To increase the weekly amount to 7000, Slingback calls the <a href="ref:post_getauthcontrol" target="_blank">Get Auth Control</a> endpoint to retrieve the control ID, and then calls <a href="ref:post_setaccountlevelauthcontrol" target="_blank">Set Account-Level Auth Control</a> for each of the Product Development managers' accounts with these parameters:
Optionally, if Slingback wanted to eliminate the transaction count limit for those accounts, it could leave `
transactionCount` empty instead of passing a value.
With these ALCs in place, the Product Development managers can spend up to $7000 per week and other managers can spend only $5000 before transactions are denied. In the case that a manager needs to exceed a limit one time, Slingback can temporarily increase the limit by adding an expiry date to an ALC.
Read <a href="doc:designing-authorization-controls#velocity-controls" target="_blank">Velocity controls</a> in _Designing Authorization Controls_ for general information about spending controls.
See <a href="doc:setting-account-level-auth-controls#velocity-controls" target="_blank">Velocity controls</a> in _Setting Account-Level Authorization Controls_ for detailed instructions on how to set a velocity ALC.
#### MCC ALCs
These are the existing product-level MCC controls for the department manager card:
|5021–5046||ALLOW||Hardware, software, office equipment|
All MCCs that are not allowed are denied. To add airlines, hotels, restaurants, and ground transportation to some of the accounts, Slingback calls <a href="ref:post_setaccountlevelmcccontrols" target="_blank">Set Account-Level MCC Controls</a> with `
mccControls: ['3000-4789', '5812-5814']` and`
allowDeny: a` for each of the Product Development managers' accounts.
Read <a href="doc:designing-authorization-controls#mcc-controls" target="_blank">MCC controls</a> in _Designing Authorization Controls_ for general information about merchant category controls.
See <a href="doc:setting-account-level-auth-controls#mcc-controls" target="_blank">MCC controls</a> in _Setting Account-Level Authorization Controls_ for detailed instructions on how to set an ALC.
With these MCC controls in place some department managers can use their cards while traveling and others cannot. If a manager needs to travel one time, Slingback can temporarily add those MCCs to the manager's account by adding an expiry date to the ALC.
#### Merchant ID controls
Slingback wants to stop the executives in one of its locations from spending at certain entertainment establishments that have proven to be untrustworthy. Slingback has collected three merchant IDs to block. For each of the executive accounts in that location, Slingback calls the <a href="ref:post_setaccountlevelmerchantcontrol" target="_blank">Set Account-Level Merchant Control</a> endpoint three times with these parameters:
merchantId:` Merchant ID
With the merchant ID controls in place, the executives cannot use their cards at the untrustworthy establishments. If Slingback wants to restore access to one of the merchant IDs, it can expire or delete the ALC.
Read <a href="doc:designing-authorization-controls#merchant-id-controls" target="_blank">Merchant ID controls</a> in _Designing Authorization Controls_ for general information about merchant category controls.
See <a href="doc:setting-account-level-auth-controls#merchant-id-controls" target="_blank">Merchant ID controls</a> in _Setting Account-Level Authorization Controls_ for detailed instructions on how to set an ALC.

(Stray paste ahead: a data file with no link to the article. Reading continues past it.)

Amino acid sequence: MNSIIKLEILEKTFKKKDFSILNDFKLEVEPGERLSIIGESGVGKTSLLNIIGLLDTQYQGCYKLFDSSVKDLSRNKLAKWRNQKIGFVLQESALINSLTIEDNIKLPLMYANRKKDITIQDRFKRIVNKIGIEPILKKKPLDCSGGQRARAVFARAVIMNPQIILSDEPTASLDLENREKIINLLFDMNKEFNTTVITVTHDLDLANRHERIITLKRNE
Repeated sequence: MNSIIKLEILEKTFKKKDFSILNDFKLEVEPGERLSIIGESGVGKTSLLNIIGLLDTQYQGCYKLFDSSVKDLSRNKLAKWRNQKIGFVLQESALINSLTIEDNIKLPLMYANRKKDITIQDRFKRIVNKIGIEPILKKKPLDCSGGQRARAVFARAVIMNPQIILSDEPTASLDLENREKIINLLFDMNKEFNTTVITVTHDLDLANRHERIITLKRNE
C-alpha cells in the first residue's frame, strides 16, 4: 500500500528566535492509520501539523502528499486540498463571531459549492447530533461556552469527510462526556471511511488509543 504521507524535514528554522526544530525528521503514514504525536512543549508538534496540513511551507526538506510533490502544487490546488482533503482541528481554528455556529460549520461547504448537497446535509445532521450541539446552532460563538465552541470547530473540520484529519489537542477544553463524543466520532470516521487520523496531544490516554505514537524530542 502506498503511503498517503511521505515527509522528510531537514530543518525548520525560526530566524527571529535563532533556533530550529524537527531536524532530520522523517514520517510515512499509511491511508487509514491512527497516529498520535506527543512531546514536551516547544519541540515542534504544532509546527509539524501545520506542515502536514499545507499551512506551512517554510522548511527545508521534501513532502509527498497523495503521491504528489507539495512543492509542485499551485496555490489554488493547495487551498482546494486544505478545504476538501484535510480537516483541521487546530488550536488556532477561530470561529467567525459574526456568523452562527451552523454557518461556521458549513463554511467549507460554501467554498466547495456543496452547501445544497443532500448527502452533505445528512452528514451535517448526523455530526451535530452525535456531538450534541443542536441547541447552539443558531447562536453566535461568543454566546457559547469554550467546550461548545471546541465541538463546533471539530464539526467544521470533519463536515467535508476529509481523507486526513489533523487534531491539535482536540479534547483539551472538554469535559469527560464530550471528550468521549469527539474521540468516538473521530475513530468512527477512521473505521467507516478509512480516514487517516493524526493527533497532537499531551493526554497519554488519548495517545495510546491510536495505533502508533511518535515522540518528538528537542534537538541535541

## Use case 2: Fleet cards
Bunting Payments Company specializes in handling <a href="doc:fleet-cards" target="_blank">fleet cards</a> for small and medium-sized businesses that maintain fleets of vehicles and other equipment. One of its clients, Parcel Delivery, has 10 vans that are driven by a rotating schedule of 15 drivers. Another client, Vista Rentals, lets out landscaping equipment such as sod cutters, trenchers, and mini-excavators.
Bunting issues fleet cards from a specialized Mastercard BIN that provides enhanced information at both authorization and settlement. This information makes it easier for Bunting's clients to track vehicle- and equipment-related expenses and thereby manage those costs.
### Driver-issued cards
Parcel Delivery decides to issue a fleet card to each of its drivers, which gives them the flexibility to adjust spend controls per driver according to the drivers' role and years of experience.
With the additional fleet data that the fleet card provides at settlement, Parcel Delivery can track fueling locations per driver and help recommend the best places to get fuel along each route. They can also correlate the vehicle and driver IDs to see who drives which van each day.
### Vehicle-issued cards
Vista Rentals wants to issue a fleet card to each piece of equipment, which enables them to track maintenance costs per machine and to limit where each card is used. For example, all cards by default can purchase repairs from the same sources, but one type of equipment may need specialty supplies that the other machines don't need, and the spending limits per equipment type can vary.
To set spending limits as well as merchant category controls, Vista Rentals can use <a href="doc:account-level-auth-controls" target="_blank">Account-Level Authorization Controls</a>, as described in [Use Case 1](🔗).
### Corporate hierarchy
To organize the accounts of its various clients, Bunting builds a <a href="doc:corporate-hierarchy" target="_blank">Corporate Hierarchy</a>, which means that for each of its clients Bunting creates a root group and then structures subgroups according to the clients' needs. Parcel Delivery, for example, has two offices, and would like to keep the accounts for each office separate. Vista Rentals, on the other hand, wants to group its accounts by equipment type, so there is one group for sod cutters, another for trenchers, and so on.
For Parcel Delivery, Bunting sets up this hierarchy:
Parcel Delivery organizes its accounts by location.
For Vista Rentals, Bunting sets up this hierarchy, which groups the accounts by equipment type, including groups for the large and small excavators.
Bunting organizes its accounts by equipment type.
Bunting provides a web portal for each of its clients. By using the group ID, Bunting can show the totals for each subgroup and then provide a drill-down to each individual card's activity.
The Bunting web portal leverages corporate hierarchy to organize its clients' accounts.
Some of the screens are populated with data from the <a href="doc:cdf-reference#fleet-data-cdf" target="_blank">Fleet Data CDF</a>, which contains details about each purchase and the stores where the fuel or supplies were purchased. Both Parcel Delivery and Vista Rentals can use this data for inventory management and spending control.